Preliminary Hearing – Michigan Children’s Protective Services
In every case where the petition filed by Children’s Protective Services requests that the child be placed out of the home or where the child is in temporary custody, the court must hold a preliminary hearing. MCR 3.965(A)(1) If your child was removed from the home and taken into “protective custody”, the hearing must commence within 24 hours of the child’s removal. If the hearing doesn’t commence within 24 hours, the child must be released, unless the court has adjourned the hearing for good cause. MCR 3.965(A)(1), MCL 712A.14(2) In calculating the 24 hour period, Sundays are excluded.
Prior to the preliminary hearing, the government must provide notice to the child’s parents or legal guardians of the date, time, and location of the preliminary hearing. If the child is placed outside of the home, the parent must be immediately notified of the hearing pursuant to MCR 3.920(D)(2)(b).
Lawyer-Guardian Ad Litem
When the court schedules the preliminary hearing, it will also appoint a Lawyer-Guardian Ad Litem to represent the children. This person is an attorney who is supposed to represent the best interests of your child. This person is supposed to be independent and working for the best interests of the child. The actual performance of the L-GAL varies wildly from attorney to attorney. Some L-GALs do a fantastic job while others just rubber stamp everything the Department of Human Services and the Child Protection Worker says.
Reading the Allegations
At the preliminary hearing in a child abuse proceeding, the Court must read the allegations contained in the petition in open court, unless you waive it. These are the things that Children’s Protective Services is saying you did to abuse or neglect your child. Because these proceedings can move so quickly, this may be the first time you actually hear the allegations against you. You should listen carefully and be ready to discuss the allegations with your attorney, if a recess is taken.
If you are present at the preliminary hearing, the Court must also ensure that you have received a copy of the petition containing the allegations against you.
Right to Assistance of Attorney
At the preliminary hearing and every hearing after that, you have the right to have an attorney represent you. You should exercise this right. In fact, you should hire the best CPS Defense Attorney you can afford and you should do it at the earliest possible date. If you don’t have an attorney at the preliminary hearing, the court may appoint one to represent you. If you have a court-appointed attorney at this hearing, you should make sure that you fully understand the advice he is giving you. Do not waive any hearings or rights unless you fully understand what you are doing. The decisions you make at the preliminary hearing will affect you and your children for the rest of your life.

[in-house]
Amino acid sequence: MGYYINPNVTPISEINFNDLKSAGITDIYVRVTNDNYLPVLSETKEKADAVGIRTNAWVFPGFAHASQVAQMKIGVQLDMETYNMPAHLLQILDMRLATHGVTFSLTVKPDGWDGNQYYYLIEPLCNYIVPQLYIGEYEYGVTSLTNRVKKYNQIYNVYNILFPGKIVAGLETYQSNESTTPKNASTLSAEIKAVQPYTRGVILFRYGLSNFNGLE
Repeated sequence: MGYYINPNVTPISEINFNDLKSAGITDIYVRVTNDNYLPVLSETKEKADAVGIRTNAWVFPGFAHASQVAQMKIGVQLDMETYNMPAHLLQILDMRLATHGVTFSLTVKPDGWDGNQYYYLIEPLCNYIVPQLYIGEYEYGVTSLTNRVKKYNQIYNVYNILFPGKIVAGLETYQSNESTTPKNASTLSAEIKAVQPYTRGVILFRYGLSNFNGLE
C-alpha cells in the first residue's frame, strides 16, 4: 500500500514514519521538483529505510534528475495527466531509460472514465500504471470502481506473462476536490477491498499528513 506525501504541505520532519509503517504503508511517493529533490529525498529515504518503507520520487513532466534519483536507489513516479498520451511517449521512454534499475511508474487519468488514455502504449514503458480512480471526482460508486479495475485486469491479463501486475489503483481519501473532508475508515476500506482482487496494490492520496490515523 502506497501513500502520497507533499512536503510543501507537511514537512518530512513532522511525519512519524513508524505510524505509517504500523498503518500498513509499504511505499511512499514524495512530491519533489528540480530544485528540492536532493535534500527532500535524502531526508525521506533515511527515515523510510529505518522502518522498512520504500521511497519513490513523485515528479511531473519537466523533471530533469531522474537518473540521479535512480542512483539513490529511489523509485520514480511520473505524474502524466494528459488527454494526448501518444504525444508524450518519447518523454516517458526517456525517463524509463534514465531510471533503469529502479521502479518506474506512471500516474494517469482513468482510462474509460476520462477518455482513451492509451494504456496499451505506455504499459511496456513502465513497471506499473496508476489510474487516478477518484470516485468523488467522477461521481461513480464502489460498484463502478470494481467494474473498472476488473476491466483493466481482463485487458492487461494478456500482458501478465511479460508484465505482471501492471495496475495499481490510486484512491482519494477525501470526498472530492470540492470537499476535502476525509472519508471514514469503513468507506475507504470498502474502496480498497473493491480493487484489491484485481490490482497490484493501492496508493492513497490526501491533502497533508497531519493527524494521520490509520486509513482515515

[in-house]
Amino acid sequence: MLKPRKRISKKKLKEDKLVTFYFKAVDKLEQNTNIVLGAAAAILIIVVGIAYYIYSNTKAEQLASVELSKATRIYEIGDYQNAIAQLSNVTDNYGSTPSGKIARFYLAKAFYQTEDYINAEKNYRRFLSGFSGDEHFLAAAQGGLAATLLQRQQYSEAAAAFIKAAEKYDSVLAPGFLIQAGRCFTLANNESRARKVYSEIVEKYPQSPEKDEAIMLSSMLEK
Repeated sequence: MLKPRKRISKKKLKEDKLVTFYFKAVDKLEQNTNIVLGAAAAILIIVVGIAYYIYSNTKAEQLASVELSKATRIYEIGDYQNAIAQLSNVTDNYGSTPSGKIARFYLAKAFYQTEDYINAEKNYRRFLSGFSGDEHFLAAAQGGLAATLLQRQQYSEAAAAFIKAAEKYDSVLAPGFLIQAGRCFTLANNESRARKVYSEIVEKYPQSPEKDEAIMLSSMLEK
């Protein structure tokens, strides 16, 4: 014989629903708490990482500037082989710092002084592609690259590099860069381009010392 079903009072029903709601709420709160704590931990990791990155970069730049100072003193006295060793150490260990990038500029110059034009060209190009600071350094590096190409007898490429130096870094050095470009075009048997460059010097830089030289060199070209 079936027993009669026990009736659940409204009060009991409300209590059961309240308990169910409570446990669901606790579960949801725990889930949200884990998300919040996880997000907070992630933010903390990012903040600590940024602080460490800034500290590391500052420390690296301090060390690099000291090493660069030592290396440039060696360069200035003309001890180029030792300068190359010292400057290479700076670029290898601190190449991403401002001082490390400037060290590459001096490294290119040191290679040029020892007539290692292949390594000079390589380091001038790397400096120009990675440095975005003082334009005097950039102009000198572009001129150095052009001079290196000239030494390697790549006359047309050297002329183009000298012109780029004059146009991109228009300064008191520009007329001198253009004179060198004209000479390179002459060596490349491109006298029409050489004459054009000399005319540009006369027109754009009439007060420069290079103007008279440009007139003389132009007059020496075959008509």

Authorizing the Petition
At the preliminary hearing, either a judge or referee will decide whether to authorize the filing of the petition. In order to authorize the petition, the judge or referee must find probable cause to believe that one or more of the allegations contained in the petition are true. MCL 712A.14. If the judge or referee does not authorize the filing of the petition, the child must be released to his or her parents.
At the preliminary hearing, the Michigan Rules of Evidence do not apply. This means that the government can present hearsay testimony. Frequently the government will only call one witness — the Children’s Protective Services (CPS) worker. As you can imagine, the CPS worker who filed the petition is likely to say the things necessary to have the judge authorize the petition. To have the best shot at defeating the petition early, you should bring your own witnesses to the hearing who can contradict the testimony of the CPS worker.
Placement after Authorization of the Petition
If the court authorizes the petition, a decision will have to be made about where your child is going to live while the case is being defended. Generally speaking, there are three scenarios that we see after a petition is authorized:
- the child is allowed to live with one of the parents while the other is ordered to have no contact,
- the child is placed with a relative, or
- the child is placed in licensed foster care.
Occasionally the child will be returned home to both parents with conditions put in place to protect the child, but this is much less common.
If the court removes the child from one or both parents’ care, the court must allow parenting time with the child. Frequently this will be supervised by DHS or Children’s Protective Services. The location of supervised parenting time varies from county to county. Some counties will supervise the parenting time in the home while others will require it be done at the DHS office.